This has been a project I have been contemplating for a long time.
Join me in walking through the Bible on our personal Bible study - one verse at at time. There is no "preaching" here. Just simple scripture reading with brief explanations and examples of what the scripture mean.
I was inspired to do this project based upon the program "Through The Bible" with Dr. Jay Veron McGee (who is passed on to be with the Lord for several years now). When I first started to study the Bible, his radio program helped me immensely. It took Dr. McGee 5 years to do a complete Bible Study.
I do not know how long it will take us. But you can start listening at anytime. As I continue to add more episodes, you can join us at the most recent program or start at the beginning. Each episode is labeled as to the scriptures we are going to discuss.
I am so blessed you are here and I pray you will get a huge blessing as we join together in "MY BIBLE STUDY!"
You can also watch the corresponding YouTube videos that go with this Bible Study. I record them on FaceBook Live and load them to YouTube and the audio versions go here.
My Bible Study Genesis Chapter 13 pt 5
Abram’s Response (13:18)
Abram’s response revealed a growing faith in the God Who called him. He moved his tents toward Hebron, settling near the oaks of Mamre. It was a plot of ground which belonged to another, not Abram (cf. 14:3), but it was where God wanted him to be. There Abram built an altar and worshipped his God. We studied last time that everywhere he went, he built an altar and declared he served the Most High God. Even in the face of people who did not believe and did not want to believe. But Abram did it anyway!
How different were the paths of these two men, Abram and Lot, after they separated. The one was almost imperceptibly edging closer and closer to the city of Sodom, to live among godless and wicked men, and all for the sake of financial gain. We see that in families today, don’t we… The other was living the life of the sojourner, dwelling on those barren hills, with his hope in the promises of God. One lives in his tent and builds an altar of worship; the other trades in his tent for an apartment in the city of wicked men. Here was a decision which bore heavily on the destiny of two men, but, far more, on the destiny of their offspring.
The decisions reached by Abram and Lot are the same as those which confront every Christian today. We must decide whether to trust in the sovereignty of God or in our own schemes and devices. We must determine whether to trust in the ‘uncertainty of riches’ or in the God Who ‘richly supplies us’ (I Timothy 6:17). We must decide whether to invest in the ‘passing pleasures of sin for season’ or the future ‘reward’ which is promised by God to last forever (Hebrews 11:25-26).
These decisions are clearly contrasted in the separation of Lot and Abram. Lot chose to act on the basis of utility; Abram on the basis of unity. For the sake of unity, Abram was willing to allow himself to be taken advantage of (cf. I Corinthians 6:1-11, esp. verse 7).
Abram acted on the ground of faith, in a God Who had promised to provide. Lot chose to direct his life on the uncertain foundation of financial security. Abram was greatly blessed, and Lot lost it all.
Lot chose to dwell in a city which seemed like paradise (13:10), but was filled with sinners. Abram decided to live in a deserted place, but where he could freely worship his God.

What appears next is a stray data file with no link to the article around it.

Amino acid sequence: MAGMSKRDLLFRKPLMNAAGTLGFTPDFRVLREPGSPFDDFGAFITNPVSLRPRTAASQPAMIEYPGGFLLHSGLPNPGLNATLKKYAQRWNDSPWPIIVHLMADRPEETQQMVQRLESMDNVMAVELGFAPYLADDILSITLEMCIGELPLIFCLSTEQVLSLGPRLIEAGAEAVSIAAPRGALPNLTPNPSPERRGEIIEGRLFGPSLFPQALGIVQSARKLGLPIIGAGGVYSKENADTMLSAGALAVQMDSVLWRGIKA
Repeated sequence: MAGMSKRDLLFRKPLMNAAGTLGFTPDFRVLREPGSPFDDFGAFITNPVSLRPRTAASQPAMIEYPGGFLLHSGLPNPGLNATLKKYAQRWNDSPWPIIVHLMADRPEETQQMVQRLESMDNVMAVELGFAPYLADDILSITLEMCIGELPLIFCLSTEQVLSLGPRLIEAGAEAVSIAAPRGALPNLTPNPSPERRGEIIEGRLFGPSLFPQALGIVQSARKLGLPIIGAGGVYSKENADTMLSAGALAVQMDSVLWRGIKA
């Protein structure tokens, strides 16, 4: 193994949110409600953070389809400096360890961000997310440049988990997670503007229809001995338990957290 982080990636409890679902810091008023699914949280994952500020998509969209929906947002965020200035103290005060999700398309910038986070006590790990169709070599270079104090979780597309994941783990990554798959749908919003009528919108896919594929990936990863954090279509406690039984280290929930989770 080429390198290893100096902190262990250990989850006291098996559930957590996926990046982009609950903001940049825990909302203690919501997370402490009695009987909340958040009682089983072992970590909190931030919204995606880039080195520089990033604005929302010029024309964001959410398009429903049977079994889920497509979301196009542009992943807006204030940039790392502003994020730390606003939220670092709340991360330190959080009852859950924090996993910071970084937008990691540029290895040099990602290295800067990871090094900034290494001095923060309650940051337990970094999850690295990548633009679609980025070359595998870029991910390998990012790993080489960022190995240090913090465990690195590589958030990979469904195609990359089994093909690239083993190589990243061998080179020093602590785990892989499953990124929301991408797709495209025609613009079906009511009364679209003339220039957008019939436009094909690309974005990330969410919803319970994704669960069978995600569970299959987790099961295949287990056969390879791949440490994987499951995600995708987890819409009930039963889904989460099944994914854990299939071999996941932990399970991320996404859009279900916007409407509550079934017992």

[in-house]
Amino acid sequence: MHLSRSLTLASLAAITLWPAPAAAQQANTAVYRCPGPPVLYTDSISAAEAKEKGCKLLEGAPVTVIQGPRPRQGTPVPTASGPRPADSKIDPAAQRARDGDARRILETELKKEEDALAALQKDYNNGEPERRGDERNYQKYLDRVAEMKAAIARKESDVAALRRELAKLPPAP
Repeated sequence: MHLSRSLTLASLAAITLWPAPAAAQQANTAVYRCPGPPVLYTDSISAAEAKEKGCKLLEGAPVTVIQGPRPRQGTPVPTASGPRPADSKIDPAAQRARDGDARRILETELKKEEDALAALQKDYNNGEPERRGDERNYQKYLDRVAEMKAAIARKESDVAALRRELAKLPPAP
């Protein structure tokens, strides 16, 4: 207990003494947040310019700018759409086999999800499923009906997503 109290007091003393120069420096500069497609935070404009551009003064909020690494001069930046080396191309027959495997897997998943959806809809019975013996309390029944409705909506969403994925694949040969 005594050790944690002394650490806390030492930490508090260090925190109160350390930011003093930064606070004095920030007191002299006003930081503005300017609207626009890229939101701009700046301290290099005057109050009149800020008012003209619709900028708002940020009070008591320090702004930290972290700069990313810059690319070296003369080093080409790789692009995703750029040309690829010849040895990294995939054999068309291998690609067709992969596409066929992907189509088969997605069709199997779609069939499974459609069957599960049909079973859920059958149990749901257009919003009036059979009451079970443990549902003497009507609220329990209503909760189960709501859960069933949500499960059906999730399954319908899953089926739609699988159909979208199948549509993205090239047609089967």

Abram beautifully illustrates the truth of two New Testament facts. First, he provides a commentary on these words, spoken by our Lord:
Blessed are the meek, for they shall inherit the earth.
Blessed are the peacemakers, for they will be called sons of God (Matthew 5:5,9 NIV).
Abram was a man of meekness. He was not a man of weakness, as chapter 14 demonstrates. He did not have to forcefully snatch a blessing, but faithfully wait for it to come from God’s hand. He was one who was given to peace, rather than to sacrifice peace for prosperity. We could learn a lot from that lesson today…
My Bible Study Genesis Chapter 13 pt 4
Reassurance for Abram
It is of interest that God did not speak to Abram (so far as Scripture informs us, at least) until after he had made his decision to separate. This fact is not incidental, but fundamental, for we read, “And the Lord said to Abram, after Lot had separated from him, … ” (Genesis 13:14).
God’s call of Abram (12:1-3), so far as we can discern, was to Abram alone. So also was the confirmation in chapter 13. God had commanded Abram to leave his relatives (12:1). Blessing could not come apart from obedience to God’s revealed will, and neither would reassurance. Humanly speaking, the only thing which stood in the way of divine blessing was human disobedience. God removed that barrier by providentially separating Lot, and now the promise of God is restated.
That can happen for us today. If we "miss it," just repent and then go back and DO what the last thing the Lord said for you to do!
My Bible Study Genesis Chapter 13 pt 3
Lot lifted up his eyes and saw all the valley of the Jordan, that it was well watered everywhere—this was before the Lord destroyed Sodom and Gomorrah—like the garden of the Lord, like the land of Egypt as you go to Zoar. So Lot chose for himself all the valley of the Jordan; and Lot journeyed eastward. Thus they separated from each other (Genesis 13:10-11).
He fixed his gaze on the beautiful Jordan valley. Its beautiful green evidenced the presence of the plentiful waters of the Jordan for irrigation. The parched hills and dusty ground beyond were of little interest. There was scarcely any water there.
Literally, this Jordan valley was a paradise. It was just like that ‘garden of the Lord’ (13:13). It, too, seems to have been provided for by irrigation, rather than rain (Genesis 2:6, 10ff.). The Jordan valley was also like the land of Egypt. One did not have to live by faith in such a place where water was abundant, and one did not have to look to God for rain.
And so Lot’s choice was made, clearly the shrewd decision, and seemingly the choice that gave him the decided edge in the competition between himself and Abram. It was, in my mind, a selfish decision—one that took all of the best and left Abram with that which seemed worthless.